Launching on Kickstarter this week, HUB by ekko audio is a Wi-Fi audio hub that allows users to connect as many as ten headphones or speakers at the same time. Using Wi-Fi for connectivity rather than Bluetooth or RF, the four receiver pucks that charge on top of the HUB offer a 3.5mm jack for standard headphones as well as volume controls and a mute button.
The HUB delivers 96kHz / 24-bit audio quality to listeners as well as individual equalizers to alter audio settings and adapt to the headphones. The pucks have a real-world range of about 50 feet from the HUB base and should last more than four hours on a single charge. Interestingly, the creators have also included parental controls within the HUB mobile app so parents can set volume limits when kids are listening.
There are mulitple real world situations where HUB would come in handy. For instance, anyone that currently lives in an apartment with thin walls could make sure they don’t disturb the neighbors on movie night by passing out headphones among the family. It would be ideal in any situation where loud noises are a problem; when a baby is sleeping, when a pet is unhappy or when someone else in the house is trying to sleep.
Regarding a whole home audio setup, the HUB is a significantly more economical option than going the Sonos route. For roughly $100 less than a single Sonos Connect, you could hook up four sets of powered speakers around the home and achieve a whole home, wireless audio setup for your next party. Guests will be able to stream audio over Airplay or DLNA as well as a multitude of streaming audio services like Pandora, Spotify, Tidal, Apple Music, Prime Music, Google Play, Rdio and Deezer.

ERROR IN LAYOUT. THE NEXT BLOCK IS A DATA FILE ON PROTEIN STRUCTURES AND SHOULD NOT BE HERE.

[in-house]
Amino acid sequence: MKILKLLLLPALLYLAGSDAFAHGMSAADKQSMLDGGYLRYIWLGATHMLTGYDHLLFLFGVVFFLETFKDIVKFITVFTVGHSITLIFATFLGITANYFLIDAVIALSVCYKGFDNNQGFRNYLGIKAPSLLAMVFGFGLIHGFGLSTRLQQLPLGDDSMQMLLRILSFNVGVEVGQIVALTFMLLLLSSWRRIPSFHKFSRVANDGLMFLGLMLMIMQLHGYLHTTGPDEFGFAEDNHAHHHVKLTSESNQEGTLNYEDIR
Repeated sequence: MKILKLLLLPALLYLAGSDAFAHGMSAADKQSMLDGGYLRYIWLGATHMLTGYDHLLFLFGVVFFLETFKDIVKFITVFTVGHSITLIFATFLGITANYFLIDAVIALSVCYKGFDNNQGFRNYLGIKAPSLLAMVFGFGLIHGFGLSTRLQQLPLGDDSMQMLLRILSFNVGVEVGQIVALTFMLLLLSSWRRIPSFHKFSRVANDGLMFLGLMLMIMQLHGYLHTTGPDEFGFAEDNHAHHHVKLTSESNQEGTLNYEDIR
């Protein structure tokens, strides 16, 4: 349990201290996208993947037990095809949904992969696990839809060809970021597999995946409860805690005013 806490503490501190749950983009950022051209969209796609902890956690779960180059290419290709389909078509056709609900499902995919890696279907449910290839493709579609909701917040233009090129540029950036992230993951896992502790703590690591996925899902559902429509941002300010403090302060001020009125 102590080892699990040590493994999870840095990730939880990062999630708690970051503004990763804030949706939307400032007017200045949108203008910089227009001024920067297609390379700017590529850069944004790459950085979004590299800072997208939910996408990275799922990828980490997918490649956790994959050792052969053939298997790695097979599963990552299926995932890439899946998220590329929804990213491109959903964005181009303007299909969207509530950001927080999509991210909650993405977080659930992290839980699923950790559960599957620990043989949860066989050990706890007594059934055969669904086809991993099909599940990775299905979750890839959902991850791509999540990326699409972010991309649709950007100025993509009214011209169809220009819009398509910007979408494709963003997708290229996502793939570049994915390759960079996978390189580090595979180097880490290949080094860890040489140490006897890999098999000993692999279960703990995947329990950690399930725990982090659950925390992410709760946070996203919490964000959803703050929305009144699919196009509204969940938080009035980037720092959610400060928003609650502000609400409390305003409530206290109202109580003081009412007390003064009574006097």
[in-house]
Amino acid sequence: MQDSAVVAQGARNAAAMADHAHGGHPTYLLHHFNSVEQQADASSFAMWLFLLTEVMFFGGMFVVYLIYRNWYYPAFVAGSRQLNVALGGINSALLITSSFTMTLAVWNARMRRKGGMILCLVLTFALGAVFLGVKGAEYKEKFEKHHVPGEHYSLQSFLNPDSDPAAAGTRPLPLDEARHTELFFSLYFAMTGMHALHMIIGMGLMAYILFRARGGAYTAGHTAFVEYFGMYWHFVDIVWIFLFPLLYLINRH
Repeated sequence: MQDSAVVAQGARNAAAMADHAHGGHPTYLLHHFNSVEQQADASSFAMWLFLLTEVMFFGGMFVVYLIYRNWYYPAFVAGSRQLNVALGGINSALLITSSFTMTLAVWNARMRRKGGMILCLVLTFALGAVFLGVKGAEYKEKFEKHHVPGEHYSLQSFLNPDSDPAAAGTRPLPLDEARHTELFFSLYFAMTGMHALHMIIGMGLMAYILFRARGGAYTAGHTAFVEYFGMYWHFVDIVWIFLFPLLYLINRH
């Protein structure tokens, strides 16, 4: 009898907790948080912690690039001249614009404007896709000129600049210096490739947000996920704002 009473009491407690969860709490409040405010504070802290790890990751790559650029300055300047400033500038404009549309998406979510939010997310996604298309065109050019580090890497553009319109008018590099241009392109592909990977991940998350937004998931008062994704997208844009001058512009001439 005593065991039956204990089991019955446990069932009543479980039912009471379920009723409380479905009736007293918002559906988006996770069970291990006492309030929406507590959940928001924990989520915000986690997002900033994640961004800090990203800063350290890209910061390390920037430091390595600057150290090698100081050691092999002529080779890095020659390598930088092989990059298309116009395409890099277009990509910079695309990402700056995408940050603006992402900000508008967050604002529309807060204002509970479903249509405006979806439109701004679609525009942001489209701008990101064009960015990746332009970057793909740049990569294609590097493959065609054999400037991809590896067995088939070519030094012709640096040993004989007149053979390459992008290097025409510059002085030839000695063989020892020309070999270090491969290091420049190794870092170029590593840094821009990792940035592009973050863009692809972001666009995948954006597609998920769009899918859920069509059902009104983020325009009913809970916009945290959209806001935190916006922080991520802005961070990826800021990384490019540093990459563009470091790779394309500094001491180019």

Of course, you may not even need four receiver pucks in your household. If that’s the case, ekko audio has created the HUB Mini, a similar device that comes with two pucks. The HUB Mini is less expensive, roughly $169 at the standard funding level. Alternatively, the HUB is priced at $249 at the standard funding level. An additional receiver puck can be added to each device for an additional $40.
Offering up a timeline to backers, this Kickstarter project won’t actually be completed for another 15 months. Targeting a July 2017 launch date for most funding levels, the creators of the HUB have finished the majority of the design phases and are ready to shift into actually building the devices by the end of the year. Production testing is scheduled for early 2017 and the initial production run wouldn’t happen until March / April 2017.
As with all projects that launch on crowdfunding services like Kickstarter or Indiegogo, be aware that manufacturing issues often push back the delivery date of the product by weeks or even months in some cases. There’s also an element of risk when investing in device concepts; some devices never make it to the final production state. At the time of publication, the HUB isn’t fully funded yet. However, it’s likely to hit the $100,000 funding goal within the week at the current funding rate.